The article by Fuchs et al1  in this issue of Blood demonstrates that histones, possibly released from neutrophils in infection, or necrotic cells, can activate platelets directly, lead to thrombocytopenia in vivo and, importantly (see figure), that this platelet activation can be blocked by heparin. This study fits into our broader understanding of the links between the innate immune response and coagulation.

Innate immune responses trigger coagulation in a variety of ways, including through induction of procoagulant factors like tissue factor and down-regulation of anticoagulants like thrombomodulin.2  Coagulation is part of the innate immune response limiting the dissemination of bacteria in a variety of disease models, reviewed by Degen et al.3  One aspect of the innate immune response is the release of DNA from neutrophils. This DNA is bacteriacidal, probably in part because of the histones associated with the released DNA.4  This released DNA can lead to platelet activation and thrombosis.5  Activation of platelets by histones contributes to the thrombotic response that presumably aids in limiting the bacterial dissemination. In addition to serving as a platelet activator, histone interaction with polyphosphates released by the platelets leads to a > 20-fold increase in platelet procoagulant activity.6  Furthermore, the histones inhibit thrombomodulin activation of protein C, further augmenting the procoagulant response.7  Interestingly, the impact of the histones on the above responses is not simply related to charge, as there is considerable specificity with histone H4 being the most active in most of these responses despite having charge properties similar to the other histones.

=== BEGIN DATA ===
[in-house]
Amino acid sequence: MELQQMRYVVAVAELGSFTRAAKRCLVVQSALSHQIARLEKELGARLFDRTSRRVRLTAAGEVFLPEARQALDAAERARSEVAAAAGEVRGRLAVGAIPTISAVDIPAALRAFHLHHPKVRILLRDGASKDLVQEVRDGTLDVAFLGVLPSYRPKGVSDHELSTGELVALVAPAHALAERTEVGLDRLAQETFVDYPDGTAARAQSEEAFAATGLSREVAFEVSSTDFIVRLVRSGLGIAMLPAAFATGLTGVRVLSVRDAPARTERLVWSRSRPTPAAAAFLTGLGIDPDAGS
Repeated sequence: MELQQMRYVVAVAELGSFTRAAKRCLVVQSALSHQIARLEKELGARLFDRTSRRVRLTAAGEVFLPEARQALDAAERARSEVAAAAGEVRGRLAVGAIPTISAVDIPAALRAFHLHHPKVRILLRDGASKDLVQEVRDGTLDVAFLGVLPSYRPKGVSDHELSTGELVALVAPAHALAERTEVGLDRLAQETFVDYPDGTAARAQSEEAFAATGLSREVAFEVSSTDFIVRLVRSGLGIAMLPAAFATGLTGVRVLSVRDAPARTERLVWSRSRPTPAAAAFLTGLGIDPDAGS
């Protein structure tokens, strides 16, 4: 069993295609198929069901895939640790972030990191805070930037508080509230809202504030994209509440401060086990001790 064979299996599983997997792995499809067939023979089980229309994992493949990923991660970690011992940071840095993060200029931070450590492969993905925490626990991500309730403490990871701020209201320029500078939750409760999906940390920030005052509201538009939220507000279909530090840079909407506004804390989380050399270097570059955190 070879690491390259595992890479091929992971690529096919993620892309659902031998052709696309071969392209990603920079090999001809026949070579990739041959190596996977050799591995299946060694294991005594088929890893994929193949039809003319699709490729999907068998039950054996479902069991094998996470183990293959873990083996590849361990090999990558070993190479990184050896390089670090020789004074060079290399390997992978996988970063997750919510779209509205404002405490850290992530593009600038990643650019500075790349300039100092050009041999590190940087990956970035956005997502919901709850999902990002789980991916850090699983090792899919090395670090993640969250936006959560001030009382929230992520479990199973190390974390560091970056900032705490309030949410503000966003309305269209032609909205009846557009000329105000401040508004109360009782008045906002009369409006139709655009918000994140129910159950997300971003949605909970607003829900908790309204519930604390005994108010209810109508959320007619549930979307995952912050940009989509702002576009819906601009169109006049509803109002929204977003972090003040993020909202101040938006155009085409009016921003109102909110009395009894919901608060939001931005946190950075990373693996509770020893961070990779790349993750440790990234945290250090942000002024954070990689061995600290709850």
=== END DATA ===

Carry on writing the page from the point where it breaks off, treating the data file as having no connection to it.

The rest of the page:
Histones activate platelets. Histones bind to the platelet, leading to a calcium flux and shape change. This in turn activates receptors on the platelet surface that bind fibrinogen and leads to platelet clumping. His indicates histones; and Fib, fibrinogen. Professional illustration by Paulette Dennis.

Histones activate platelets. Histones bind to the platelet, leading to a calcium flux and shape change. This in turn activates receptors on the platelet surface that bind fibrinogen and leads to platelet clumping. His indicates histones; and Fib, fibrinogen. Professional illustration by Paulette Dennis.

Histone release turns on a variety of innate immune responses including cytokine release and the activation of toll-like receptors 2,4, and 9.6,8,9  While this probably contributes to control of infection, excessive activation of these receptors by histones can contribute to organ damage in diverse situations such as Tylenol toxicity and reperfusion injury.8,9  Indeed, inhibiting histone-mediated triggering of these responses can protect against endotoxin-mediated death and reperfusion-mediated tissue injury. Thus, pharmacologic interventions to block the activities of circulating histones are potentially clinically important.

The observation by Fuchs et al that heparin can block histone-mediated platelet activation is important for a number of reasons. Presumably this blockade is because of charge-charge interactions. Currently, a variety of direct, nonheparin-based, anticoagulants are in clinical development for prevention of thrombosis. It is unlikely that the direct inhibitors will be able to prevent the direct platelet activation mediated by histones and hence, in certain situations involving substantial DNA release, there may be a disconnect between the anticipated and observed antithrombotic effects of these inhibitors. This could be particularly relevant in arterial thrombosis where the platelet is the major player and tissue necrosis could be contributing substantial histone levels regionally.

Conflict-of-interest disclosure: The author has a patent application on histones currently pending. ■

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Howard Hughes Funding